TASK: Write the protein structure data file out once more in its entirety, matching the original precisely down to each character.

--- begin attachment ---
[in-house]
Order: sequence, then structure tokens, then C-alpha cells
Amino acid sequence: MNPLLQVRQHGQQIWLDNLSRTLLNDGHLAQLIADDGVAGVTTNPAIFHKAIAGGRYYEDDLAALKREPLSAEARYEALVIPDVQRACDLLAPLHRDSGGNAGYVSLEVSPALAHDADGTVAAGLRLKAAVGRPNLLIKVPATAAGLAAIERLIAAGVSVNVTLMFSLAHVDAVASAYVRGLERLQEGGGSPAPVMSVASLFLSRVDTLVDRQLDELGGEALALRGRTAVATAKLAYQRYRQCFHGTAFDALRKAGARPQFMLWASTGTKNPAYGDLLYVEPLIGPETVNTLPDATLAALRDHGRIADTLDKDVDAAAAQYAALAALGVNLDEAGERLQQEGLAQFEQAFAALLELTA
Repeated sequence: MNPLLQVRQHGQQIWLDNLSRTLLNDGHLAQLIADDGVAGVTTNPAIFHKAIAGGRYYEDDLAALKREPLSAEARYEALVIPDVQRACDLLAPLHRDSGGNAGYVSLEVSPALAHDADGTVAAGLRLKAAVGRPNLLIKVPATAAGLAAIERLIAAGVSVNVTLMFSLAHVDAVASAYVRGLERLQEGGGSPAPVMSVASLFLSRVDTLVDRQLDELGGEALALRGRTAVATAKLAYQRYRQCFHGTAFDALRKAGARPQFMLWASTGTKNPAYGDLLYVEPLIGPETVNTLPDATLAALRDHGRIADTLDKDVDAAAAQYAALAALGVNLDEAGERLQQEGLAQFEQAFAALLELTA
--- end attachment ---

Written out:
[in-house]
Order: sequence, then structure tokens, then C-alpha cells
Amino acid sequence: MNPLLQVRQHGQQIWLDNLSRTLLNDGHLAQLIADDGVAGVTTNPAIFHKAIAGGRYYEDDLAALKREPLSAEARYEALVIPDVQRACDLLAPLHRDSGGNAGYVSLEVSPALAHDADGTVAAGLRLKAAVGRPNLLIKVPATAAGLAAIERLIAAGVSVNVTLMFSLAHVDAVASAYVRGLERLQEGGGSPAPVMSVASLFLSRVDTLVDRQLDELGGEALALRGRTAVATAKLAYQRYRQCFHGTAFDALRKAGARPQFMLWASTGTKNPAYGDLLYVEPLIGPETVNTLPDATLAALRDHGRIADTLDKDVDAAAAQYAALAALGVNLDEAGERLQQEGLAQFEQAFAALLELTA
Repeated sequence: MNPLLQVRQHGQQIWLDNLSRTLLNDGHLAQLIADDGVAGVTTNPAIFHKAIAGGRYYEDDLAALKREPLSAEARYEALVIPDVQRACDLLAPLHRDSGGNAGYVSLEVSPALAHDADGTVAAGLRLKAAVGRPNLLIKVPATAAGLAAIERLIAAGVSVNVTLMFSLAHVDAVASAYVRGLERLQEGGGSPAPVMSVASLFLSRVDTLVDRQLDELGGEALALRGRTAVATAKLAYQRYRQCFHGTAFDALRKAGARPQFMLWASTGTKNPAYGDLLYVEPLIGPETVNTLPDATLAALRDHGRIADTLDKDVDAAAAQYAALAALGVNLDEAGERLQQEGLAQFEQAFAALLELTA